One Reply to “The Protests Are Not Class Warfare!”

  1. John, I don’t know if this is class warfare, but I certainly got a sense of a new class consciousness yesterday in New York, where I spent time at Liberty Plaza and followed the enormous march to Foley Square and back to Wall Street. The signs, the chants, and the comments in conversations about jobs, student loans, the middle class, the banks, government corruption, and more were passionate, angry, strident, and deeply convinced about an enormous shared disappointment and humiliation that the vast majority of Americans are experiencing together. The 99%, as this majority is being termed, have found common cause across racial, ethnic, geographic, educational, and other lines that used to divide us. The 99% is a different class than the ones we used to refer to. Perhaps it is unprecedented. But it can be seen as a class: inclusive, non-hierarchical, diverse, yet a class in terms of a common interest, a common injury, common suffering, and now – in the occupations – an infectious, irreverent, charismatic, youthful symbol of common hope and recovery. I cannot think of anything more potent in the political landscape today.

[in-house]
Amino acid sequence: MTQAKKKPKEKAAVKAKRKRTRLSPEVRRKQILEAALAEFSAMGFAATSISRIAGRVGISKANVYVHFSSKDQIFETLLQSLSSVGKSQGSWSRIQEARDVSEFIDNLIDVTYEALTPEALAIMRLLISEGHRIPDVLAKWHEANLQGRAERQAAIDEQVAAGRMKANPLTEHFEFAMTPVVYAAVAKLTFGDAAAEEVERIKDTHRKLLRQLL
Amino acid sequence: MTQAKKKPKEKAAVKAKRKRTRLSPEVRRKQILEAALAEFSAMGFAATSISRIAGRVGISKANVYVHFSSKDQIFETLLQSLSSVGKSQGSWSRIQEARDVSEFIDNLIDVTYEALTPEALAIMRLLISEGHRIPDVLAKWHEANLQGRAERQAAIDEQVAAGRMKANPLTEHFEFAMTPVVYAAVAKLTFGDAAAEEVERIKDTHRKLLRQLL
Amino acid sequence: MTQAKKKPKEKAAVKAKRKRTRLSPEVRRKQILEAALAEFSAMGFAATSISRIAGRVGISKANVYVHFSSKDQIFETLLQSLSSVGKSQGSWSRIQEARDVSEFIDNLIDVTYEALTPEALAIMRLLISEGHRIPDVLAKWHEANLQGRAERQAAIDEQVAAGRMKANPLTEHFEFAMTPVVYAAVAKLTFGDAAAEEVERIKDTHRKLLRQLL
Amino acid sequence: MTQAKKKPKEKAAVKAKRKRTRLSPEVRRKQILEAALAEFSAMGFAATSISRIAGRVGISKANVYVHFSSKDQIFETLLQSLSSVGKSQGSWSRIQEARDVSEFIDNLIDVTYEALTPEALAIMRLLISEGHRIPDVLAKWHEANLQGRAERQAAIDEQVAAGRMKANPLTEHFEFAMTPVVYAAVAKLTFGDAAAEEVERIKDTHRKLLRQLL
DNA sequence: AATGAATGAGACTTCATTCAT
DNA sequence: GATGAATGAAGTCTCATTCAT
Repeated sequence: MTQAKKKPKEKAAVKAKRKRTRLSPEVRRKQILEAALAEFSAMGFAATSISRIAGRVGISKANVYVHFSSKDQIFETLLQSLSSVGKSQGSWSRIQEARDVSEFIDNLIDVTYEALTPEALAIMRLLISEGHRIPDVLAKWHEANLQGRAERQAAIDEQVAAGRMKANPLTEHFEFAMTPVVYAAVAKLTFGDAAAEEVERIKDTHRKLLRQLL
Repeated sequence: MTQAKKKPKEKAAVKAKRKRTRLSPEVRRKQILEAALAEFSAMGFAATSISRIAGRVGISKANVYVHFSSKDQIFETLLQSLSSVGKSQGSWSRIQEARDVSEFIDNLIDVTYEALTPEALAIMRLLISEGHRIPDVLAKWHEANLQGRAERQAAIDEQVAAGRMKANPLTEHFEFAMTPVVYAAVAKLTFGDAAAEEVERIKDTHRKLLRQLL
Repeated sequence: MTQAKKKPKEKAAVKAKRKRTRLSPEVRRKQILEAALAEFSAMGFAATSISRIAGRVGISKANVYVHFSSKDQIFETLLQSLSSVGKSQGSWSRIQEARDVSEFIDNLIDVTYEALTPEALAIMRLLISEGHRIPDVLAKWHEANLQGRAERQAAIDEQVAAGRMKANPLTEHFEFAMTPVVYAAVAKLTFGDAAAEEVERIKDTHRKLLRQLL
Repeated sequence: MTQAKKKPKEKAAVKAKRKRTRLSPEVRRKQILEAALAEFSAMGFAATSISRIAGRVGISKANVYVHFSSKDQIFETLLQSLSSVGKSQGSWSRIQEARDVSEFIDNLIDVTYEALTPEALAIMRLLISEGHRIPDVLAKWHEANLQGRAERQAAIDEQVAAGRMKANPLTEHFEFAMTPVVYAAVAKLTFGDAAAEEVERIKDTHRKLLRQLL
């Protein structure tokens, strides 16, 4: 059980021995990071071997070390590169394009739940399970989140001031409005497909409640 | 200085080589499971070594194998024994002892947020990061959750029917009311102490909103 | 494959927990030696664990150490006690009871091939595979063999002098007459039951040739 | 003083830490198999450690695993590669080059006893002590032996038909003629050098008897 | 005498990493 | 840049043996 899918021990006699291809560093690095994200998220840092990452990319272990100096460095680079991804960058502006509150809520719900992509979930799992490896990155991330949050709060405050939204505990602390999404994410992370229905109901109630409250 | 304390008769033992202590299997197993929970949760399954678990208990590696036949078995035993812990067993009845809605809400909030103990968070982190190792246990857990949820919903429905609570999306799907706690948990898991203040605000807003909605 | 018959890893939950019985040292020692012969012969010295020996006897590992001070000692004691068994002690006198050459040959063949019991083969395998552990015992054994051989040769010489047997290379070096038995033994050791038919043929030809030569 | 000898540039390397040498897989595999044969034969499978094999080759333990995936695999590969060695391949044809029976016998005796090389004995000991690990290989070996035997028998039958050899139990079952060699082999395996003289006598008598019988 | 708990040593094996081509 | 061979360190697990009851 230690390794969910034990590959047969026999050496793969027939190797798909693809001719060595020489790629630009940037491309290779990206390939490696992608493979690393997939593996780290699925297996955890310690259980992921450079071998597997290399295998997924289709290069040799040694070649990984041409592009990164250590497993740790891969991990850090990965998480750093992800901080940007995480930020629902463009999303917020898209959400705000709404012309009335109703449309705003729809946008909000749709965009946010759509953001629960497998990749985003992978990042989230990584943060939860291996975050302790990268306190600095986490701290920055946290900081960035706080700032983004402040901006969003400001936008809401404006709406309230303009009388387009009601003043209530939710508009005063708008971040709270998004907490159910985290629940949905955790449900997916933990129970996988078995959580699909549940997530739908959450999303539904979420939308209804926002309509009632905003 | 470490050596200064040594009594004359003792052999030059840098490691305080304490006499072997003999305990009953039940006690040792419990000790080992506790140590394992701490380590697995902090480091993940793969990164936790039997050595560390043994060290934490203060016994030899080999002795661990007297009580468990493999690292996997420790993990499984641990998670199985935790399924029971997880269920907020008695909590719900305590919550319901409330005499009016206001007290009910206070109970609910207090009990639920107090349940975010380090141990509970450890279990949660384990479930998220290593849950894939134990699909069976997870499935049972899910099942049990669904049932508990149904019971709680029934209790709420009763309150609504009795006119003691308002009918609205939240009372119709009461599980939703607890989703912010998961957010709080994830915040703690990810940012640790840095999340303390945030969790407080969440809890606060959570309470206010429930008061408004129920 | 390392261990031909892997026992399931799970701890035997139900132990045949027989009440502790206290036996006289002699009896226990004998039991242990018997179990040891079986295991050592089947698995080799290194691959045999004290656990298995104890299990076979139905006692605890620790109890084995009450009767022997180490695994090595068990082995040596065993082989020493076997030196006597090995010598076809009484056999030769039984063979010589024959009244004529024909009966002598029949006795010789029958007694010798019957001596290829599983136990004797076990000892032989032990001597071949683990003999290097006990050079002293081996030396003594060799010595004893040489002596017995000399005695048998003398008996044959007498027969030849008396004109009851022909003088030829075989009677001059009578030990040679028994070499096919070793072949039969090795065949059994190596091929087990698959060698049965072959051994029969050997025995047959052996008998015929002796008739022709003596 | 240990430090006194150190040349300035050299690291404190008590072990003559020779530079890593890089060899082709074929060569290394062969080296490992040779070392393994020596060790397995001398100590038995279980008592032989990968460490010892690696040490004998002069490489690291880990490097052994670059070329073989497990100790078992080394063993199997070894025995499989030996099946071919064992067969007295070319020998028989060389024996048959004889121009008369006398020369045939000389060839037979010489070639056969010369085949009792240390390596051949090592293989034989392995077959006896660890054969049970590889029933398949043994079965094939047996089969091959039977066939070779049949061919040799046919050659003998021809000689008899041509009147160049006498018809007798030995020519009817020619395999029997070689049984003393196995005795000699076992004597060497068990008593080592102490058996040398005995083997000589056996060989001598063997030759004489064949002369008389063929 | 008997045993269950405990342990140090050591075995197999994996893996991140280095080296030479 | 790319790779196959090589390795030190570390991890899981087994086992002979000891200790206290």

Two reference points for discussing the 99%:
    “We can have great concentrations of wealth, or democracy, but we cannot have both.” – Louis Brandeis
    “Wall Street has become an engine of unfairness.” – Michael Lewis, interviewed on NPR 10/5.
    Finally, here is one place where a broad, collaborative effort is underway to create an economic policy response/action plan for the Declaration of the Occupation of New York City, 9/29: